front row (l-r): Jillian Kelley, Gina Pepe, Lexi Jelm; middle row (l-r): Fiona Cole, Meghan Kinee,Courtney Greth ; back row (l-r):Nick Vecchiarelli, Austin Ramos, Kaye Ingalsbe, Eric Aurelien, Forrest Pratt, Natalie Waechter
More than 50 Springfield College students will be using their spring break to volunteer with community outreach programs throughout the globe as part of the student volunteers alternative spring break program on the campus. Alternative spring break is part of a year-round mission at Springfield College to give back to the local community and to communities throughout the world.
“The alternative spring break program continues to flourish at the College because of the dedication of our students wanting to give back, both in our local community and nationally as well,” said Director of Student Volunteer Programs Charlene Elvers. “Students work extremely hard to organize and plan these trips. They host fundraisers throughout the academic year to assist with travel costs. I am very proud to be a part of this program and we are looking forward to some great adventures this year.”
The mission of giving back to the community always remains a constant at Springfield College and Elvers continuously emphasizes to students that in order to be eligible for alternative spring break trips, which take place March 16-20, they have to show a focus and commitment to local community engagement as well.
“Prior to my time on the campus, many of the trips were planned in May rather than during spring break,” said Elvers, who is in her 15th year at Springfield College. “When I first started in my current role, I began helping student groups to organize alternative spring break trips, starting with the Springfield College Outreach Committee. The trips have since grown and now multiple student organizations run, organize, and fundraise for their own trips.”
This year, students will embark on a Habitat for Humanity trip to Sumter, S.C.; a journey to Guatemala where they will participate in different daily service projects, including working with youth at schools and at a women’s cooperative; and a trip to the Bahamas, where they will work with youth groups and volunteer in schools.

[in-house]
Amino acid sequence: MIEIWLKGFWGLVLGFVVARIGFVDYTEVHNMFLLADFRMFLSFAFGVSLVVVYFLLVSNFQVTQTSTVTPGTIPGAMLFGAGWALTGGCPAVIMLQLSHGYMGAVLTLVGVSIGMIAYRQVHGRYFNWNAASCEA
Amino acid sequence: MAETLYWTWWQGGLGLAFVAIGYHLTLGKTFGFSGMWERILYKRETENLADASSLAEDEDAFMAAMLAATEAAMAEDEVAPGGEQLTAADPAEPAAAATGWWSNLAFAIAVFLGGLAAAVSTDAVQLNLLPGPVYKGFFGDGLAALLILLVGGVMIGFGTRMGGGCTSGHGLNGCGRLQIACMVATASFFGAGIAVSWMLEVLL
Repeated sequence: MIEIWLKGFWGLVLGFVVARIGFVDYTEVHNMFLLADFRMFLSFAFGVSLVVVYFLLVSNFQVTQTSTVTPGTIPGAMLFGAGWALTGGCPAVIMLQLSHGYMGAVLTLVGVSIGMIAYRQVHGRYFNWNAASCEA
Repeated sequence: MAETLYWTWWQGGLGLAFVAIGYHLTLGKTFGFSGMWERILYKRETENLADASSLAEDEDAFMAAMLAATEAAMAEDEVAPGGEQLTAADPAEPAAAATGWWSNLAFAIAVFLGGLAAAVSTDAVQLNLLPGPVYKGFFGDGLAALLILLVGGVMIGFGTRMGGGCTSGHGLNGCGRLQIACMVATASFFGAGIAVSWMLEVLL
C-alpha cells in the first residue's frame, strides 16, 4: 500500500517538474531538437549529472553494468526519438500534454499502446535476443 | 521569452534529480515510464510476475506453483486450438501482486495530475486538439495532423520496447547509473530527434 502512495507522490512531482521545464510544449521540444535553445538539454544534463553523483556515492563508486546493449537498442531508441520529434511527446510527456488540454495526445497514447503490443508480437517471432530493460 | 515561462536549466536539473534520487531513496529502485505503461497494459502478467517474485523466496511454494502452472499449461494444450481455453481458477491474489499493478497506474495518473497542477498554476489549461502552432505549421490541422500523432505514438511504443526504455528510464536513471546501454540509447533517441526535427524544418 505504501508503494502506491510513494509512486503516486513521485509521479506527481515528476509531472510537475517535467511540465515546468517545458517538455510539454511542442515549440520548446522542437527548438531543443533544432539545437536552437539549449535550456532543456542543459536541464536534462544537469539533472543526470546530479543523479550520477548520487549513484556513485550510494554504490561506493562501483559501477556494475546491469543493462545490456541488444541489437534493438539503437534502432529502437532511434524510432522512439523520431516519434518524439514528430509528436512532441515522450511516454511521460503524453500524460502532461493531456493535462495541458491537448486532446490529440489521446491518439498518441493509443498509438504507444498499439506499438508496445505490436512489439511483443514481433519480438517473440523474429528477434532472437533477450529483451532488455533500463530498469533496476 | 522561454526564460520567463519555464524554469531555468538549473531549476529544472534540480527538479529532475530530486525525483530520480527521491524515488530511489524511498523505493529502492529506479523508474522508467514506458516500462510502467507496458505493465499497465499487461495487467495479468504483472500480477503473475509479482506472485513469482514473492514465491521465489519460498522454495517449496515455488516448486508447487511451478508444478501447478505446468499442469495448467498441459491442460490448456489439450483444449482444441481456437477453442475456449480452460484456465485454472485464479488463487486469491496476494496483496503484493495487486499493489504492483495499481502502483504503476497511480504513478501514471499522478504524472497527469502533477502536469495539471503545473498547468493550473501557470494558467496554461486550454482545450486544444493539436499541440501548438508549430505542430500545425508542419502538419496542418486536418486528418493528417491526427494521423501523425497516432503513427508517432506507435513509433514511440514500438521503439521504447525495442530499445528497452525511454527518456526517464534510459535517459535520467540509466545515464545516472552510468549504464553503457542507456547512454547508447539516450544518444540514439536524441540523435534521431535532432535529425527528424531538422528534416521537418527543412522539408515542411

“There is always a lot of anticipation each year and to have the opportunity to watch our students acting so selflessly is so enjoyable to watch,” said Elvers, who will be chaperoning the trip to the Bahamas. “This week of service is just one example of the community engagement efforts Springfield College remains committed to, but giving back truly does take place year-round on the campus.”
Early in the fall semester each year, approximately 2,000 Springfield College students, faculty, staff, and alumni take part in the annual Humanics in Action Day, a day of community service throughout the city of Springfield. College work groups fulfill more than 100 projects on this day, including services for schools, churches, senior citizen facilities, child care centers, community organizations, city agencies, and neighborhoods. Educational projects for school children exist, including students reading to youngsters at the Brookings School. The majority of the volunteers participated in many indoor and outdoor painting projects, clean-up/fix-up projects, landscaping, and a host of other indoor and outdoor services.
Individuals can keep up with students by following their alternative spring break blog at wordpress.spfldcol.edu/springbreak.
Founded in 1885, Springfield College is known worldwide for the guiding principles of its Humanics philosophy—educating students in spirit, mind and body for leadership in service to others. With its foundation of academic excellence and rich athletic heritage, Springfield College prepares students with real-world leadership skills for careers that transform lives and communities. The college offers a range of undergraduate and graduate degree programs in the fields of health sciences, human and social services, sport management and movement studies, education, business, and the arts and sciences. It also offers doctoral programs in physical education, physical therapy, and counseling psychology. The college is ranked in the 2015 edition of “Best Colleges” in the top tier of “Best Regional Universities – North Region” by U.S.News and World Report, and is designated as a premier Leadership Development Center by the YMCA of the USA. More than 5,000 traditional, nontraditional and international students study at its main campus in Springfield, Mass., and at its School of Human Services campuses across the country.